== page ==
Since the strain tolerance increases with additional monolayers of the 2D material 106, it is practically preferred the flexible hybrid electrode 102 includes at least two monolayers of the 2D material 106 between the electrically conductive film 108 and the polymeric substrate 104 due to any defects/damage to the 2D material that may occur during the growth or transfer process. The flexible hybrid electrode 102 may also include at least three, at least four, and up to ten monolayers of the 2D material 106 so as to enhance the strain tolerance. In terms of actual dimensions, the thickness of the 2D material, including all of the one or more monolayers, may lie in a range from about 0.3 nm to about 5 nm with graphene, or from about 0.7 nm to about 10 nm with molybdenum disulfide monolayers. If the thickness of the 2D material 106 is too large (e.g., beyond ten monolayers), the stiffness of the hybrid electrode may increase to an unacceptable level to maintain the desired flexibility.

Given the above results with copper and gold films, it is apparent that the approach of inserting a 2D material 106 between an electrically conductive film 108 and a polymeric substrate 104 to enable electrical conductivity to be maintained over large bending strains is not limited to particular metals. The electrically conductive film 108 may comprise an electrically conductive material comprising one or more of the following metals: Cu, Au, Ag, Al, Mo, Zn, Ni, Fe, Pd, Pt, W, Sn, Ti, Mg, Co and In. The electrically conductive film 108 may be optically transparent for some applications. In such an embodiment, the electrically conductive film 108 may comprise indium-tin oxide (ITO) or another conductive transparent oxide. Typically, the thickness of the electrically conductive film 108 lies in a range from about 50 nm to about 5 microns and is more typically in the range from about 200 nm to about 2 microns, or from about 200 nm to about 800 nm. A large thickness is desirable to maximize electrical conductivity, but at very high thicknesses (e.g., 10 microns or higher) delamination of the electrically conductive film is possible during exposure to large bending stresses. In some cases, it may be beneficial to deposit an adhesion layer prior to depositing the electrically conductive film 108. Typically, the adhesion layer comprises a metal such as titanium. The adhesion layer may have a thickness of about 5-20% of the thickness of the electrically conductive film 108.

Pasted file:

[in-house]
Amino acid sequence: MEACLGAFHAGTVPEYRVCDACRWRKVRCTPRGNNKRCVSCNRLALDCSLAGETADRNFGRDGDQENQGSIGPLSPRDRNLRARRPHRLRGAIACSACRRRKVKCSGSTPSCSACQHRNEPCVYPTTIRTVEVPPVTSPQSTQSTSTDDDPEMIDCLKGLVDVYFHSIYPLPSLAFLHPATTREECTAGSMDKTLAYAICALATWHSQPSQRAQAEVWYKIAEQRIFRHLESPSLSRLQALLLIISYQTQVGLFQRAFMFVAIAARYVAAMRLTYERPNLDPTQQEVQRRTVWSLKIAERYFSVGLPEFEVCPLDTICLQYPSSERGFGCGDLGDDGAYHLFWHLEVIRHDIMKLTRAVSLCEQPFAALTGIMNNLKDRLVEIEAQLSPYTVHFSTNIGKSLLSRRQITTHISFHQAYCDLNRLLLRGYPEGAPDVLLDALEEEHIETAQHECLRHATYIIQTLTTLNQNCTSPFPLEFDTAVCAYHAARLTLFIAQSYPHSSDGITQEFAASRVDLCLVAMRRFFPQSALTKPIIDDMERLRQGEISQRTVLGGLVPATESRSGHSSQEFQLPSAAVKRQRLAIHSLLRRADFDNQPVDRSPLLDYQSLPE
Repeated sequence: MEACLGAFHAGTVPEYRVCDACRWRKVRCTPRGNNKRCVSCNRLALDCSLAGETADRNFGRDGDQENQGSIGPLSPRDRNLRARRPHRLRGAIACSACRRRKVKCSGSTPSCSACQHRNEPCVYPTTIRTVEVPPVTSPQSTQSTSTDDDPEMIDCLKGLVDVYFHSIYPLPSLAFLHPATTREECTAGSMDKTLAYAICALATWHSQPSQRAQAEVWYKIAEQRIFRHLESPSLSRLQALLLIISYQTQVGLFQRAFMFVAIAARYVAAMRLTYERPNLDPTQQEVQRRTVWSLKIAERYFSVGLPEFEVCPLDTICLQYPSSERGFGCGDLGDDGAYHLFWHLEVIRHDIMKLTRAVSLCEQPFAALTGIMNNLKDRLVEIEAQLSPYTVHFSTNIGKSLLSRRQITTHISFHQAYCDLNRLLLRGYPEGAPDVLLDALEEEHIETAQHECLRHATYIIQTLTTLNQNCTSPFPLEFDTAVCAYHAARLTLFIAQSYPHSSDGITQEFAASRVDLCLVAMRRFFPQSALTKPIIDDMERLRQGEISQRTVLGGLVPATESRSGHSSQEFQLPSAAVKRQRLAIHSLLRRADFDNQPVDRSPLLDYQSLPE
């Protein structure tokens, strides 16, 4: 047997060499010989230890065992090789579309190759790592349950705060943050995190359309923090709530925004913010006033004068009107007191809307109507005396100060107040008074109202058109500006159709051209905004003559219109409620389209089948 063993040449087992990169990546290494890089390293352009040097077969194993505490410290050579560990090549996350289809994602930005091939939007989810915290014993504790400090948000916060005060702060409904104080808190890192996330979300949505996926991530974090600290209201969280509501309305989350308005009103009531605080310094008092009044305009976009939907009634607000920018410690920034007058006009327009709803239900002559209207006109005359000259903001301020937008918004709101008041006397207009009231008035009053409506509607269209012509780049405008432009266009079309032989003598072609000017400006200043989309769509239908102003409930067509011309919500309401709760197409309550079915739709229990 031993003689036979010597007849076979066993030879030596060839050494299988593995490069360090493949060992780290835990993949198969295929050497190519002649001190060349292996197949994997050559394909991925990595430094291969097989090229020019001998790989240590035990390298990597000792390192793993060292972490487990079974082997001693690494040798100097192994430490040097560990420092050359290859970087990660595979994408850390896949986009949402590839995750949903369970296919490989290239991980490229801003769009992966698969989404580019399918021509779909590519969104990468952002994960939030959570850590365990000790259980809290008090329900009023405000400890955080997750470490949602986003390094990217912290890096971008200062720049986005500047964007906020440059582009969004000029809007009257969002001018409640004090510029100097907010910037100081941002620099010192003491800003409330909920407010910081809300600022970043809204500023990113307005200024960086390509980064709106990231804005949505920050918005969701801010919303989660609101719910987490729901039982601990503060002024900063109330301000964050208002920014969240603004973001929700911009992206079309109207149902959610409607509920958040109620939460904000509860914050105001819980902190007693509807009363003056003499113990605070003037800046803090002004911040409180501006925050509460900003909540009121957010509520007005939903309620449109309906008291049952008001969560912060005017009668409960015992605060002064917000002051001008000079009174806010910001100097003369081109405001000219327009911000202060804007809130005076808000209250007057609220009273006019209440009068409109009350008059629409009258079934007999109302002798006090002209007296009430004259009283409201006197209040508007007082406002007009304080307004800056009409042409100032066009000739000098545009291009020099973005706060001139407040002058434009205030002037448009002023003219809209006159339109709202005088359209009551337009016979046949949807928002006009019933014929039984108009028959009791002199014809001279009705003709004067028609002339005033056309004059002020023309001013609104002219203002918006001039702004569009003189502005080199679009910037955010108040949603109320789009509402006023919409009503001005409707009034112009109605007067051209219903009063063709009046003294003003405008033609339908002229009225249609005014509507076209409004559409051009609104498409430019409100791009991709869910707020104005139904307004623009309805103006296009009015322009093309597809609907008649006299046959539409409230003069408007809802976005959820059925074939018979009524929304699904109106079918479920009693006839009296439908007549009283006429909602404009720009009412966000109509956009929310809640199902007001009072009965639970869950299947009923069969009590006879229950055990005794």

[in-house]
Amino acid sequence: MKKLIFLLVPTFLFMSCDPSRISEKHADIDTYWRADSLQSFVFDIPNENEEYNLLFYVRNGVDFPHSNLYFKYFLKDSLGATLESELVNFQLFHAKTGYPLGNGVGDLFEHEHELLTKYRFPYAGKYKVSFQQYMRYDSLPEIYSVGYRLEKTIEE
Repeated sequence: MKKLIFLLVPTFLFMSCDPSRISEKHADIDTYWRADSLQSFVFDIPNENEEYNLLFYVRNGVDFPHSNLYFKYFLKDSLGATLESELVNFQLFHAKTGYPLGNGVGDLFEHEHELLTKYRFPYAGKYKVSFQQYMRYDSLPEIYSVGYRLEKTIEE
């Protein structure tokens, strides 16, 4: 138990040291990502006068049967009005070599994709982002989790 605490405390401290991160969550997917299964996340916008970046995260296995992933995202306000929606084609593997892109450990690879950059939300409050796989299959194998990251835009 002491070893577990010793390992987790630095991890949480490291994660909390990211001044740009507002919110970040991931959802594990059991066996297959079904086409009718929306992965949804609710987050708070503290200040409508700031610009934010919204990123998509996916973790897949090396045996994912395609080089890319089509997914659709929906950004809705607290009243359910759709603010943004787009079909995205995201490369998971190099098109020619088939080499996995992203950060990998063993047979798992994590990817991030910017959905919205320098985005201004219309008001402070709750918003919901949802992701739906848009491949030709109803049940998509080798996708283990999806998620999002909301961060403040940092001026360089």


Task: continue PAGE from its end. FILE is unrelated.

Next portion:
As mentioned above, other 2D materials 106, such as molybdenum disulfide (MoS2), hexagonal boron nitride (hBN), and/or phosphorene, can be incorporated into the flexible hybrid electrode 102. Bending experiments reveal that MoS2 (a semiconductor with good fracture toughness) exhibits similar cracking behavior to graphene when employed as the 2D material 106. For example, a flexible hybrid electrode comprising a gold electrically conductive film on MoS2 (from one to five monolayers) on a polymeric substrate exhibits about 190% higher bending strain at failure (εfailure˜19%) than a bare gold electrode (εfailure˜10%). The lower improvement compared to the graphene example mentioned above can be attributed to the lower intrinsic conductivity of the MoS2 layer(s).

The polymeric substrate 104 of the flexible hybrid electrode 102 may comprise a polymer, such as an elastomer. Preferably, the polymeric substrate 104 may be stretched or deformed and returned to its original shape without substantial permanent deformation. Useful elastomers may include, but are not limited to, thermoplastic elastomers, styrenic materials, olefinic materials, polyolefin, polyurethane thermoplastic elastomers, polyamides, synthetic rubbers, PDMS, polybutadiene, polyisobutylene, poly(styrene-butadiene-styrene), polyurethanes, polychloroprene and silicones. In some embodiments, an elastomeric stamp comprises an elastomer. Exemplary elastomers include silicon-containing polymers such as polysiloxanes including poly(dimethyl siloxane) (e.g., PDMS and h-PDMS), poly(methyl siloxane), partially alkylated poly(methyl siloxane), poly(alkyl methyl siloxane) and poly(phenyl methyl siloxane), silicon-modified elastomers, thermoplastic elastomers, styrenic materials, olefinic materials, polyolefin, polyurethane thermoplastic elastomers, polyamides, synthetic rubbers, polyisobutylene, poly(styrene-butadiene-styrene), polyurethanes, polychloroprene and silicones.

The new electrode architecture not only modifies the dominant cracking failure mode to allow electrical conductivity to be maintained under high strains, but also allows for failure prediction during device usage. Because the electrical resistance of the flexible hybrid electrode rises gradually with strain—instead of exponentially as with bare metal films on polymers—electrical resistance may be reliably monitored during deformation to prevent sudden catastrophic failures. Accordingly, the electrical resistance of the flexible hybrid electrode may be monitored during use to ensure mechanical and electrical integrity of the device, and also to allow for failure prediction at high strains and an alert for the maintenance/replacement before a complete device failure.